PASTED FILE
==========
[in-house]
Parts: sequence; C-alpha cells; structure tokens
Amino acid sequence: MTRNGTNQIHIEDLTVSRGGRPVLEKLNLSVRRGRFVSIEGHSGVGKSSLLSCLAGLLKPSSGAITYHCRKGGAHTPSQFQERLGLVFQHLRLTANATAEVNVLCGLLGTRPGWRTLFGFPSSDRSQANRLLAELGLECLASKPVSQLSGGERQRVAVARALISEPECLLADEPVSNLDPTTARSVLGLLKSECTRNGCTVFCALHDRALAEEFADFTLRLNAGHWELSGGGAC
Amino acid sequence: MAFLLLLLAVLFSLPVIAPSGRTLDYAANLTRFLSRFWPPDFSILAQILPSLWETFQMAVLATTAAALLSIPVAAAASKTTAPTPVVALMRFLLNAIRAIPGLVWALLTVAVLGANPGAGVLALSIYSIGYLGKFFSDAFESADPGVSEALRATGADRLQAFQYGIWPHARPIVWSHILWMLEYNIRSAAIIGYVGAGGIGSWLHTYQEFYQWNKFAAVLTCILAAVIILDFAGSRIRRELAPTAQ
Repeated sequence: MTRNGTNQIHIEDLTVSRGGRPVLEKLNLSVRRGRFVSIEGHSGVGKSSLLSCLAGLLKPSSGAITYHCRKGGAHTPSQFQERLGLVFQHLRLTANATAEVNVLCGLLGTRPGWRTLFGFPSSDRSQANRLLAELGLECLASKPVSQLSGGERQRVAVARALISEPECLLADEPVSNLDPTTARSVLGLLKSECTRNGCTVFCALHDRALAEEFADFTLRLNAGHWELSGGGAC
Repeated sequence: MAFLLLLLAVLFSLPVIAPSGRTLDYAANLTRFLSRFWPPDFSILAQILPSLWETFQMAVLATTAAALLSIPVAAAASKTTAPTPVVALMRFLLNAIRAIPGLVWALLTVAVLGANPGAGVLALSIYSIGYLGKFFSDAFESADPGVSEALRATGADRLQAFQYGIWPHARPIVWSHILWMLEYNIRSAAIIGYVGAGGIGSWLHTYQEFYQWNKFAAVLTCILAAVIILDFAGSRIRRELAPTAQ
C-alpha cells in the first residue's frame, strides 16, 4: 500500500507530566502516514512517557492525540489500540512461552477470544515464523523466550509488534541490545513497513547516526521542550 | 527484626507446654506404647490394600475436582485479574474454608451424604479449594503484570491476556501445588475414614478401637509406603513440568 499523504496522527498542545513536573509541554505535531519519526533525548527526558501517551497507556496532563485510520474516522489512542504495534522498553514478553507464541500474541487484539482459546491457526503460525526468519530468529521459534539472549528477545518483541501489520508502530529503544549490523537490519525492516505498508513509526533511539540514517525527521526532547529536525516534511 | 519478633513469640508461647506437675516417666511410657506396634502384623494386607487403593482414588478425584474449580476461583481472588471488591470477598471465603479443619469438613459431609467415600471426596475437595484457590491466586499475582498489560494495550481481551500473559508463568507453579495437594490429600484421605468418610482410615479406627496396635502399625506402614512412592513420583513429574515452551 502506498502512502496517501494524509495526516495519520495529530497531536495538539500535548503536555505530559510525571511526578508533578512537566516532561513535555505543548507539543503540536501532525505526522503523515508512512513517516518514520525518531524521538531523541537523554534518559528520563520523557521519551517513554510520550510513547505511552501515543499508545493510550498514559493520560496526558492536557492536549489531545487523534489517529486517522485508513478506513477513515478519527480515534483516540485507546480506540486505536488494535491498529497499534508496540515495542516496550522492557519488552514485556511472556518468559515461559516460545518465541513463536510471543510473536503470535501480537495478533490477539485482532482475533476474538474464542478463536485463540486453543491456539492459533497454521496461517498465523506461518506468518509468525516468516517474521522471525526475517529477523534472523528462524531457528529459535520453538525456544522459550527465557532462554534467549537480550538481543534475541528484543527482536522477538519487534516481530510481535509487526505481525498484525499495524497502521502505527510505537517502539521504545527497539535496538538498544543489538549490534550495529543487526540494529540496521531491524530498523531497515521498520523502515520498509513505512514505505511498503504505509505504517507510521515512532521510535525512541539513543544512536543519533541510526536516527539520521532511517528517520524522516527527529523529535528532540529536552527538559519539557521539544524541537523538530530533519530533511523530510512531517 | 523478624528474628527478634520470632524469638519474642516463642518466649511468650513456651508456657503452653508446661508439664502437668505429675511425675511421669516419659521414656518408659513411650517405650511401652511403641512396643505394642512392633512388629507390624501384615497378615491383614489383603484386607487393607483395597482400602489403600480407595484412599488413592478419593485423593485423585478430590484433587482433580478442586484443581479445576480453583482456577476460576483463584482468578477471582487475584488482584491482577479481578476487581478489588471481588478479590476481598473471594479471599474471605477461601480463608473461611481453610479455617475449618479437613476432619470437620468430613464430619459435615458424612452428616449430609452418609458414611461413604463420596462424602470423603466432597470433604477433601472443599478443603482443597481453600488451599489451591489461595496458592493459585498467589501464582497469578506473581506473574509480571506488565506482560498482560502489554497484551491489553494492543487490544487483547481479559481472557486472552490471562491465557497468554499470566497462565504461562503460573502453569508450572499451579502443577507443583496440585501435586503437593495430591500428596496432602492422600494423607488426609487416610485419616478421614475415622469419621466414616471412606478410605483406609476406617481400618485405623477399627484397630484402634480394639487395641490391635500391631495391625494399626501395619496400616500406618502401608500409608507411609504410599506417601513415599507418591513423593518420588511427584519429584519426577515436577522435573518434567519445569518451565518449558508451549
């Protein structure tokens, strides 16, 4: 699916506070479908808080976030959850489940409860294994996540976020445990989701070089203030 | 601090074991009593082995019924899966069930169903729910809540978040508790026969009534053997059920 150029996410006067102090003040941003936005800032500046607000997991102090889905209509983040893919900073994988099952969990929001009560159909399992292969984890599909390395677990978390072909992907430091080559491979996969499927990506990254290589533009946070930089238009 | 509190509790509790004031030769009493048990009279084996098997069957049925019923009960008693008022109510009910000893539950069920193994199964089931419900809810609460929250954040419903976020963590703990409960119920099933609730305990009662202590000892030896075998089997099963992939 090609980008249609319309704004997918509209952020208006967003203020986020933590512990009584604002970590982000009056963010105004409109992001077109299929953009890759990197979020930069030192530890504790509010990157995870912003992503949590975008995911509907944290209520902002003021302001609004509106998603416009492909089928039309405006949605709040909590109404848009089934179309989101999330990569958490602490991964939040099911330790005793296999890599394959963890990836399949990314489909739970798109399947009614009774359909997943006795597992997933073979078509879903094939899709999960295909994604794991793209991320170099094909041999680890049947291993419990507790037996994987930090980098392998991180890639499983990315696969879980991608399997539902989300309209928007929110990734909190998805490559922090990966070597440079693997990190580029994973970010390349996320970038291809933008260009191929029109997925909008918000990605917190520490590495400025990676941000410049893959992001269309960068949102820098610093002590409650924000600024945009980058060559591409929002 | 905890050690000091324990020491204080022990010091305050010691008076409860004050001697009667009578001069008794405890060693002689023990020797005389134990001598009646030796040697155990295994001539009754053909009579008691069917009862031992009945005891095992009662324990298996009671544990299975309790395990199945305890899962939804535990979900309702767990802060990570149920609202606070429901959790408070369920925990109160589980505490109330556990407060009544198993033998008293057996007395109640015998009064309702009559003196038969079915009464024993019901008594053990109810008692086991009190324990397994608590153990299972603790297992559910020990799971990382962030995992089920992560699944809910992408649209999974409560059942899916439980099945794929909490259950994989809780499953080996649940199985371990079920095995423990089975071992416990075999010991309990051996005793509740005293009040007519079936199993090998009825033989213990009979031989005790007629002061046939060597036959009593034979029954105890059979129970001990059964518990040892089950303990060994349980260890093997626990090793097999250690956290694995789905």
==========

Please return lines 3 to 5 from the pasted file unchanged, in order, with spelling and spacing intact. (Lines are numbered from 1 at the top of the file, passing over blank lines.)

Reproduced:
Amino acid sequence: MTRNGTNQIHIEDLTVSRGGRPVLEKLNLSVRRGRFVSIEGHSGVGKSSLLSCLAGLLKPSSGAITYHCRKGGAHTPSQFQERLGLVFQHLRLTANATAEVNVLCGLLGTRPGWRTLFGFPSSDRSQANRLLAELGLECLASKPVSQLSGGERQRVAVARALISEPECLLADEPVSNLDPTTARSVLGLLKSECTRNGCTVFCALHDRALAEEFADFTLRLNAGHWELSGGGAC
Amino acid sequence: MAFLLLLLAVLFSLPVIAPSGRTLDYAANLTRFLSRFWPPDFSILAQILPSLWETFQMAVLATTAAALLSIPVAAAASKTTAPTPVVALMRFLLNAIRAIPGLVWALLTVAVLGANPGAGVLALSIYSIGYLGKFFSDAFESADPGVSEALRATGADRLQAFQYGIWPHARPIVWSHILWMLEYNIRSAAIIGYVGAGGIGSWLHTYQEFYQWNKFAAVLTCILAAVIILDFAGSRIRRELAPTAQ
Repeated sequence: MTRNGTNQIHIEDLTVSRGGRPVLEKLNLSVRRGRFVSIEGHSGVGKSSLLSCLAGLLKPSSGAITYHCRKGGAHTPSQFQERLGLVFQHLRLTANATAEVNVLCGLLGTRPGWRTLFGFPSSDRSQANRLLAELGLECLASKPVSQLSGGERQRVAVARALISEPECLLADEPVSNLDPTTARSVLGLLKSECTRNGCTVFCALHDRALAEEFADFTLRLNAGHWELSGGGAC